After a long journey, Harriet Tubman sculpture unveiled in historic Georgetown

3 Aug

After a long journey, Harriet Tubman sculpture unveiled in historic Georgetown

“Awe inspiring,” “emotional,” “joyous,” “gorgeous” and “exciting” were some of the words people used to describe a Harriet Tubman sculpture that has arrived on South Carolina’s Hammock Coast, its new home for the next five months.

The sculpture, dubbed “Bringing Harriet Home: Journey to Freedom” for its stay in Georgetown County, depicts a strong-willed Harriet Tubman leading a young, frightened, enslaved boy to freedom. It has been delivered to Joseph Rainey Park in Georgetown, where it will remain until the end of October when it goes to Brookgreen Gardens for another two months. The sculpture was unveiled on Saturday, Aug. 5, during a ceremony that drew a crowd of about 400 people to the park.

This sculpture, depicting Harriet Tubman leading a young enslaved boy to freedom, will be at Joseph Rainey Park in Georgetown through Oct. 31. (Photo by Clayton Stairs/Georgetown County Chamber of Commerce)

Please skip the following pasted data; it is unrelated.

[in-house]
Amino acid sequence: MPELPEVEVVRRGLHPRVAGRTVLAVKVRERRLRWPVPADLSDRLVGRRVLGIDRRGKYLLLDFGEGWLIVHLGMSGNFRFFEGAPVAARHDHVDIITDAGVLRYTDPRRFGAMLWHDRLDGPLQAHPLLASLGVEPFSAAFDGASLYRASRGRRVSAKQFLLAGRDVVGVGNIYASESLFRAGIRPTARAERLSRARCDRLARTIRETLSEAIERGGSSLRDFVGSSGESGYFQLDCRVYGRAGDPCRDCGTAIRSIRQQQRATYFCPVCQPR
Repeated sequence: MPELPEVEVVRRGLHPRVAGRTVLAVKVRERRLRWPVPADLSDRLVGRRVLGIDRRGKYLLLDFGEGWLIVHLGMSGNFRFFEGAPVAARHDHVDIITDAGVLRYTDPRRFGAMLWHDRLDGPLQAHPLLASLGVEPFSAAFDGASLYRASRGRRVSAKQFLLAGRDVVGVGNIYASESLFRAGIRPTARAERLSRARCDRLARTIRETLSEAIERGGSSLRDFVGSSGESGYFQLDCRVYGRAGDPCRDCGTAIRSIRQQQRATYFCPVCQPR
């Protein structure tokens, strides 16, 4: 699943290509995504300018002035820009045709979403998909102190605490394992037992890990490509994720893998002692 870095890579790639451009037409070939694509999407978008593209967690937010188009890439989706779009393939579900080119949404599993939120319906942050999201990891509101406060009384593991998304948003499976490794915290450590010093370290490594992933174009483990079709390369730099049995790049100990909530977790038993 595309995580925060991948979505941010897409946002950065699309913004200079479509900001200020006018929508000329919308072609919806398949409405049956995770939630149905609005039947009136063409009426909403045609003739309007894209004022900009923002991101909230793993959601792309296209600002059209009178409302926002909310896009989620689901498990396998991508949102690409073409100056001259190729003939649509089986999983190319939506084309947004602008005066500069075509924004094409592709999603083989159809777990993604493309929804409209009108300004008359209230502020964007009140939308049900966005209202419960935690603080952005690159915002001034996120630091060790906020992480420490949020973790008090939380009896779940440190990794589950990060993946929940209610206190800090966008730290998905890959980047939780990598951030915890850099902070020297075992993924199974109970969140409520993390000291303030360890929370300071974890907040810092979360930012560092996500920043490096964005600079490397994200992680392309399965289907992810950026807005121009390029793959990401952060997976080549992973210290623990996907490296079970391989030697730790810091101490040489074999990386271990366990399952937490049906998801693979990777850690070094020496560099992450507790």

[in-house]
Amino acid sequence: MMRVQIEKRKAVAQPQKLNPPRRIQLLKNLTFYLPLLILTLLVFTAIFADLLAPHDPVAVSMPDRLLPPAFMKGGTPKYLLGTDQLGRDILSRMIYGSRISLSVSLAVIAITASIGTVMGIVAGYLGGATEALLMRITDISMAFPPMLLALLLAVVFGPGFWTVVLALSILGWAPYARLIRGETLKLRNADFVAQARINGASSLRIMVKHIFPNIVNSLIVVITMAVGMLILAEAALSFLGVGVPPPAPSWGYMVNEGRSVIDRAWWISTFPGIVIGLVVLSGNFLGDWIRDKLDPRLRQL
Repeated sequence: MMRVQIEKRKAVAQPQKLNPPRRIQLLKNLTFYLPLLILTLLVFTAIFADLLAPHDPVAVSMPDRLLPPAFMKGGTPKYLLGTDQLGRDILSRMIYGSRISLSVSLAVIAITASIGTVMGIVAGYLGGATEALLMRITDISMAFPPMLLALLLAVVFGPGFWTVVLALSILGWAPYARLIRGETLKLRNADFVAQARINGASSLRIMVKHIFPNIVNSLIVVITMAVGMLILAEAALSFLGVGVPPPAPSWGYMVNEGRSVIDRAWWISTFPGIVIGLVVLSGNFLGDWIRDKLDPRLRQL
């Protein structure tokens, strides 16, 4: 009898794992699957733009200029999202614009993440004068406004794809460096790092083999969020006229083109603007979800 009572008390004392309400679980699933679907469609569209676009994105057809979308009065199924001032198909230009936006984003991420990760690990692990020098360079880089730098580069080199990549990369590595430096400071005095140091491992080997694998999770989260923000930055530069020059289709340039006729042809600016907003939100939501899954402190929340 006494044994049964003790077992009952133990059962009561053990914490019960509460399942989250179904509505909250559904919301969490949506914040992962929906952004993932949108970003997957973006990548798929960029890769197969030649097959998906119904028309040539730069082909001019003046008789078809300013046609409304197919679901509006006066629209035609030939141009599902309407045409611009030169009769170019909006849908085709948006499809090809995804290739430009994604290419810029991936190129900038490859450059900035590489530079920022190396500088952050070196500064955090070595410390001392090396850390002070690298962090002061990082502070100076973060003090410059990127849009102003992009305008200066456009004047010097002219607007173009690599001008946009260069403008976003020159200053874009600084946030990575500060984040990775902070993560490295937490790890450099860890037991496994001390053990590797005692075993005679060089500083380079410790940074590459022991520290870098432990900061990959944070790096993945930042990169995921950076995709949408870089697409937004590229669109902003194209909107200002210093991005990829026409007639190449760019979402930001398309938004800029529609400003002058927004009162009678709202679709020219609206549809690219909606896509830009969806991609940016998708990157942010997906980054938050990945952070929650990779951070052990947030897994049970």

On Tuesday, Aug. 1, the Gullah Geechee Chamber of Commerce led a team who took the sculpture on a tour of the Hammock Coast, making several stops throughout Georgetown County before arriving in Georgetown. Those stops were: Southern Georgetown Library in the Sampit community, Andrews Park, Plantersville Cultural Center, and Waccamaw Neck Branch Library in the Litchfield community of Pawleys Island.

“We are delighted to finally have her here,” said Marilyn Hemingway, president/CEO of the Gullah Geechee Chamber of Commerce. “We want to say thank you to the community for coming out to see Harriet arrive, and we invite everyone to come to see her in Georgetown.”

The planning committee for the visiting sculpture includes representatives from South Carolina’s Hammock CoastGullah Geechee Chamber of Commerce, the Georgetown County Chamber of Commerce, the City of GeorgetownBrookgreen GardensGeorgetown County, the Georgetown Business Association, the Georgetown County School District, the Georgetown County Museum, the Georgetown County Library, and the Pawleys Island Litchfield Business Association.